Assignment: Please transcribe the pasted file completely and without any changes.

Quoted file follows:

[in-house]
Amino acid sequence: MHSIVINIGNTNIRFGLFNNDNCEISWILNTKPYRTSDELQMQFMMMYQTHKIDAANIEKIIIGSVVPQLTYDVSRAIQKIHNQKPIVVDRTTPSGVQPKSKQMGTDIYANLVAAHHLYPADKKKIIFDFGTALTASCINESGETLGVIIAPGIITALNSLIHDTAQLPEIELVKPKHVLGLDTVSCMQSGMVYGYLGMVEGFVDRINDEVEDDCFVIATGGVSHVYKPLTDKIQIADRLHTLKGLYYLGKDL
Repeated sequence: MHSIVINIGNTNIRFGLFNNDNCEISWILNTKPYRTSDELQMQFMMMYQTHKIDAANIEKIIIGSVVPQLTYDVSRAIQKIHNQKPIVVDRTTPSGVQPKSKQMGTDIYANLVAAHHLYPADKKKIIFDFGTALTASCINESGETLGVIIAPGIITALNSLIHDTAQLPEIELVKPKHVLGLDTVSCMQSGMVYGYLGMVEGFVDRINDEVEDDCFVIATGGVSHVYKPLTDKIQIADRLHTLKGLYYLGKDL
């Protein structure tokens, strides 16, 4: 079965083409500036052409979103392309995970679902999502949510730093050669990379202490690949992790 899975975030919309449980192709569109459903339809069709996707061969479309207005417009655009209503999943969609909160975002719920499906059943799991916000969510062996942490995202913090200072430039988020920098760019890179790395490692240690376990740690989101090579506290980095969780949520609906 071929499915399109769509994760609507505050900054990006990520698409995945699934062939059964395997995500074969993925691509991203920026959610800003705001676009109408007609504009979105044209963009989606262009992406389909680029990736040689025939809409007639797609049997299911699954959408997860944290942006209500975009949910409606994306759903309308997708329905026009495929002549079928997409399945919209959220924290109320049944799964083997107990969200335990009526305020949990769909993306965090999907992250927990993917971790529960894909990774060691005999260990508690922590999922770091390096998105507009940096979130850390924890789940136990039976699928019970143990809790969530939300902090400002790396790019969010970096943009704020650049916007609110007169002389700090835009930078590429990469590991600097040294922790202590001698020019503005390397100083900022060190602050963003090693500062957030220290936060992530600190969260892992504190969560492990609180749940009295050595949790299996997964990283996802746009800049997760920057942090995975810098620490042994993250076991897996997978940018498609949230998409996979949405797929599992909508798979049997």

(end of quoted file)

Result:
[in-house]
Amino acid sequence: MHSIVINIGNTNIRFGLFNNDNCEISWILNTKPYRTSDELQMQFMMMYQTHKIDAANIEKIIIGSVVPQLTYDVSRAIQKIHNQKPIVVDRTTPSGVQPKSKQMGTDIYANLVAAHHLYPADKKKIIFDFGTALTASCINESGETLGVIIAPGIITALNSLIHDTAQLPEIELVKPKHVLGLDTVSCMQSGMVYGYLGMVEGFVDRINDEVEDDCFVIATGGVSHVYKPLTDKIQIADRLHTLKGLYYLGKDL
Repeated sequence: MHSIVINIGNTNIRFGLFNNDNCEISWILNTKPYRTSDELQMQFMMMYQTHKIDAANIEKIIIGSVVPQLTYDVSRAIQKIHNQKPIVVDRTTPSGVQPKSKQMGTDIYANLVAAHHLYPADKKKIIFDFGTALTASCINESGETLGVIIAPGIITALNSLIHDTAQLPEIELVKPKHVLGLDTVSCMQSGMVYGYLGMVEGFVDRINDEVEDDCFVIATGGVSHVYKPLTDKIQIADRLHTLKGLYYLGKDL
């Protein structure tokens, strides 16, 4: 079965083409500036052409979103392309995970679902999502949510730093050669990379202490690949992790 899975975030919309449980192709569109459903339809069709996707061969479309207005417009655009209503999943969609909160975002719920499906059943799991916000969510062996942490995202913090200072430039988020920098760019890179790395490692240690376990740690989101090579506290980095969780949520609906 071929499915399109769509994760609507505050900054990006990520698409995945699934062939059964395997995500074969993925691509991203920026959610800003705001676009109408007609504009979105044209963009989606262009992406389909680029990736040689025939809409007639797609049997299911699954959408997860944290942006209500975009949910409606994306759903309308997708329905026009495929002549079928997409399945919209959220924290109320049944799964083997107990969200335990009526305020949990769909993306965090999907992250927990993917971790529960894909990774060691005999260990508690922590999922770091390096998105507009940096979130850390924890789940136990039976699928019970143990809790969530939300902090400002790396790019969010970096943009704020650049916007609110007169002389700090835009930078590429990469590991600097040294922790202590001698020019503005390397100083900022060190602050963003090693500062957030220290936060992530600190969260892992504190969560492990609180749940009295050595949790299996997964990283996802746009800049997760920057942090995975810098620490042994993250076991897996997978940018498609949230998409996979949405797929599992909508798979049997």